Maybe you’ve felt this way before. Maybe you feel this way right now.
Whatever sin you may wrestle with – pornography, alcohol, gossip, lust, nicotine, prescription drug abuse, materialism, laziness – you know chronic sin can leave you feeling helpless. Sometimes we identify with the internal struggle of Paul,
Now if I do what I do not want, it is no longer I who do it, but sin that dwells within me. I see in my members another law waging war against the law of my mind and making me captive to the law of sin that dwells in my members. Wretched man that I am! Who will deliver me from this body of death?” (Rom. 7:20, 23-24, ESV)
Paul of course wrote these words as a prelude to the escape from sin he found in the glorious redemption of Christ (Rom. 7:25). But even after obeying the Gospel (cf. Rom. 6:1-2), Paul still wrestled with sin. “But I discipline my body and keep it under control, lest after preaching to others I myself should be disqualified” (1 Cor. 9:27).
As long as you walk on this earth, your desires will be met with temptation.
Satan’s promise of a ‘quick pleasure fix’ will sometimes seem irresistible.
For the rest of your Christian life, much of your spiritual growth will consist of breaking down your addiction to sin. When Paul says Christians were “by nature children of wrath” (Eph. 2:3), he is referring to the sins in our life that are so strong of a habit that they have become our nature. Overcoming this sinful nature will be the challenge of your lifetime!God’s grace is the reason you have accepted this challenge and have committed yourself to never giving up (cf. Titus 2:11-12).
You will be successful in your fight against sin if you understand the following:
1. Know everyone who comes to Christ comes to Him with sin.
We all wrestle with sin. No one is immune to its temptation and appeal. Everyone struggles with something; one person’s strength is another person’s weakness. The sins you struggle with will always be a challenge. Perhaps this is what Paul was referring to when referencing his “thorn in the flesh” (2 Cor. 12:7).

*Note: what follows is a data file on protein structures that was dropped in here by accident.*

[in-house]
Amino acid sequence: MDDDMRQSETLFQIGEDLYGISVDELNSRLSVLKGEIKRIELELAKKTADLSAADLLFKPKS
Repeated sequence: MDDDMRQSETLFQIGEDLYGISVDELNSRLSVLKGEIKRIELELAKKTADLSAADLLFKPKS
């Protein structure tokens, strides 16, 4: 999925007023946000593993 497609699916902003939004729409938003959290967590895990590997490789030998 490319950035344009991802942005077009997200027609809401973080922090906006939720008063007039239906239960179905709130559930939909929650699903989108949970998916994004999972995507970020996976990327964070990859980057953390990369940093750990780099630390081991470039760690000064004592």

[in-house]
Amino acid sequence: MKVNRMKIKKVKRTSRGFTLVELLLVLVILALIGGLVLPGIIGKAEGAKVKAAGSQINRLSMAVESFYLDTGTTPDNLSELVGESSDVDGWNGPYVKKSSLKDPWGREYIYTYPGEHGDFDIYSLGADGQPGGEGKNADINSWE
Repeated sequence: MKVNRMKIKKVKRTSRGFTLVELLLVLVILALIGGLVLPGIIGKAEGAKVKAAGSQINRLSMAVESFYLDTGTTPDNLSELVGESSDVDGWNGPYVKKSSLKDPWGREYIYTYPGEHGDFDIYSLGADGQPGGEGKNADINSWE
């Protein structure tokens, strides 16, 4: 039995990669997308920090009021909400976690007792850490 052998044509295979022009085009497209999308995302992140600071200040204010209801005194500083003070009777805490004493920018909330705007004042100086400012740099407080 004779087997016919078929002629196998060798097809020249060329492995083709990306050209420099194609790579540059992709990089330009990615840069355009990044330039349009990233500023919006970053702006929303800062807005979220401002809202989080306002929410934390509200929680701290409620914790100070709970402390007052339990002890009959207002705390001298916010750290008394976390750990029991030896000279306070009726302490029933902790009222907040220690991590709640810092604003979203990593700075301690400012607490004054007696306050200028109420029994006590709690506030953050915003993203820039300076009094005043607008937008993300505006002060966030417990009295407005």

2. Remember that sin takes time to overcome.
I’ve heard stories of people who quit smoking “cold turkey.” I’ve also heard of a man who once killed 3 polar bears with his bare hands. But let’s be realistic; most sins won’t be defeated this way (though you should try!). If fighting sin was not a war (cf. Gal. 5:17), it wouldn’t be sin. Some, not knowing this, lose the war because of discouragement.
3. Love God enough to take drastic measures.
Jesus is not being literal when he tells us to cut out our right eye or cut off our right hand in an effort to avoid sin (cf. Matt. 5:29-30). But what He is saying is that no measure is too drastic when it comes to avoiding sin. If you love God with all of your heart (cf. Mark 12:30), and if you fear eternity (cf. Matt. 10:28), what is too much for Christ to ask? Do you love Him enough to confess your sins to an accountability partner (cf. Jas. 5:16) to overcome your porn addiction? Do you love Him enough to join a 12-step program to overcome your drug addiction? Do you love Him enough to confess your sins to your family, or your church family?
4. Resist the despair that sin brings.
Why does it often seem like failure screams at us, while success only whispers? We tend to get so depressed over our sins that we ignore every success as a victory. Learn to take as much joy from each victory as you do disappointment in each defeat.
Additionally, genuine sorrow and repentance (cf. 2 Cor. 7:10) after each defeat is always a victory.
5. Fill in the void of sin.
Sin leaves us feeling dirty and empty. Additionally, the removal of sin leaves a void in our lives. This twofold sense of emptiness must be filled with Jesus Christ. Fill your life with good and wholesome thoughts, spend more time worshiping God and studying His Word, and engage in positive activities and serving others (Phil. 4:6-8; Matt. 12:43-45; Eph. 5:15-21). If you attempt to overcome chronic sin through brute force, without counter-balancing the void of sin, you will be defeated.
6. Recognize that the grace of God will cover a multitude of sins.
Does God’s grace cover sin that is continually committed? If you willingly commit sin, and are impenitent over sin, the answer is no (Rom. 6:1-2). Yet God has clearly taught us how He will handle repeated failure.
If your brother sins, rebuke him, and if he repents, forgive him, and if he sins against you seven times in the day, and turns to you seven times, saying, ‘I repent,’ you must forgive him. (Luke 17:3-4)
For if you forgive others their trespasses, your heavenly Father will also forgive you. (Matt. 6:14)
When we repeatedly wrestle with sin, the real test is not with God’s grace, but in our willingness to genuinely repent of that sin (again). “If we confess our sins, He is faithful and just to forgive us our sins and to cleanse us from all unrighteousness” (1 John 1:9). How amazing it is that God’s grace gives us the opportunity and the freedom to overcome the bondage of sin, despite repeated failure! How thrilling it is to be strengthened by God’s grace (cf.2 Cor. 12:9).
…but they who wait for the Lord shall renew their strength;
they shall mount up with wings like eagles;
they shall run and not be weary;
they shall walk and not faint. (Isa. 40:31)
Article by Brother Ben
As with all our posts, please be guided of the Holy Spirit in all things. God will never lead you wrong and if ever in doubt about anything pertaining to your soul salvation, seek the Lord in prayer and wait on Him for an answer
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